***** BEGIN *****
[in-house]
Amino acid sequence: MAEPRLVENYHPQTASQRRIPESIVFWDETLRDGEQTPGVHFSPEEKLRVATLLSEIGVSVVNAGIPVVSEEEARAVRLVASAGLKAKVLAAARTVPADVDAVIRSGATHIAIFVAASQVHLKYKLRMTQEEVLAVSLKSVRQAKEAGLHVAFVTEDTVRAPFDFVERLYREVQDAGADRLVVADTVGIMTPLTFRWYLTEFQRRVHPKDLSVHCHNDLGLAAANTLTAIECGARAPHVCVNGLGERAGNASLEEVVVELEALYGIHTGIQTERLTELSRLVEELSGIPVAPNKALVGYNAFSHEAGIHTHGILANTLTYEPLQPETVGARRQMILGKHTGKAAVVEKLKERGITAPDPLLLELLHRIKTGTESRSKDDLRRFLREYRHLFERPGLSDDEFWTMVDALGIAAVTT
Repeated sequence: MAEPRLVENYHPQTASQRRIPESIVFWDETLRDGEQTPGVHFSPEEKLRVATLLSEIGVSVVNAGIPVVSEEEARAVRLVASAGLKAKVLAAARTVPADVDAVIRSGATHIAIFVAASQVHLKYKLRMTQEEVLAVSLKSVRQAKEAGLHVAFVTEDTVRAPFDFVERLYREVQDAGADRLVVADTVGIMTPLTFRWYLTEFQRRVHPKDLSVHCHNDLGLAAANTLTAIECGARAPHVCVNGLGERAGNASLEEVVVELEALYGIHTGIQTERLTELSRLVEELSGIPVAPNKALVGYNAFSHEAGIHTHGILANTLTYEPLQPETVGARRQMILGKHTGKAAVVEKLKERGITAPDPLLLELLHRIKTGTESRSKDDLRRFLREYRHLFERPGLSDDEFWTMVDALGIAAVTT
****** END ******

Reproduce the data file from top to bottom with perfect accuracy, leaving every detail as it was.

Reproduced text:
[in-house]
Amino acid sequence: MAEPRLVENYHPQTASQRRIPESIVFWDETLRDGEQTPGVHFSPEEKLRVATLLSEIGVSVVNAGIPVVSEEEARAVRLVASAGLKAKVLAAARTVPADVDAVIRSGATHIAIFVAASQVHLKYKLRMTQEEVLAVSLKSVRQAKEAGLHVAFVTEDTVRAPFDFVERLYREVQDAGADRLVVADTVGIMTPLTFRWYLTEFQRRVHPKDLSVHCHNDLGLAAANTLTAIECGARAPHVCVNGLGERAGNASLEEVVVELEALYGIHTGIQTERLTELSRLVEELSGIPVAPNKALVGYNAFSHEAGIHTHGILANTLTYEPLQPETVGARRQMILGKHTGKAAVVEKLKERGITAPDPLLLELLHRIKTGTESRSKDDLRRFLREYRHLFERPGLSDDEFWTMVDALGIAAVTT
Repeated sequence: MAEPRLVENYHPQTASQRRIPESIVFWDETLRDGEQTPGVHFSPEEKLRVATLLSEIGVSVVNAGIPVVSEEEARAVRLVASAGLKAKVLAAARTVPADVDAVIRSGATHIAIFVAASQVHLKYKLRMTQEEVLAVSLKSVRQAKEAGLHVAFVTEDTVRAPFDFVERLYREVQDAGADRLVVADTVGIMTPLTFRWYLTEFQRRVHPKDLSVHCHNDLGLAAANTLTAIECGARAPHVCVNGLGERAGNASLEEVVVELEALYGIHTGIQTERLTELSRLVEELSGIPVAPNKALVGYNAFSHEAGIHTHGILANTLTYEPLQPETVGARRQMILGKHTGKAAVVEKLKERGITAPDPLLLELLHRIKTGTESRSKDDLRRFLREYRHLFERPGLSDDEFWTMVDALGIAAVTT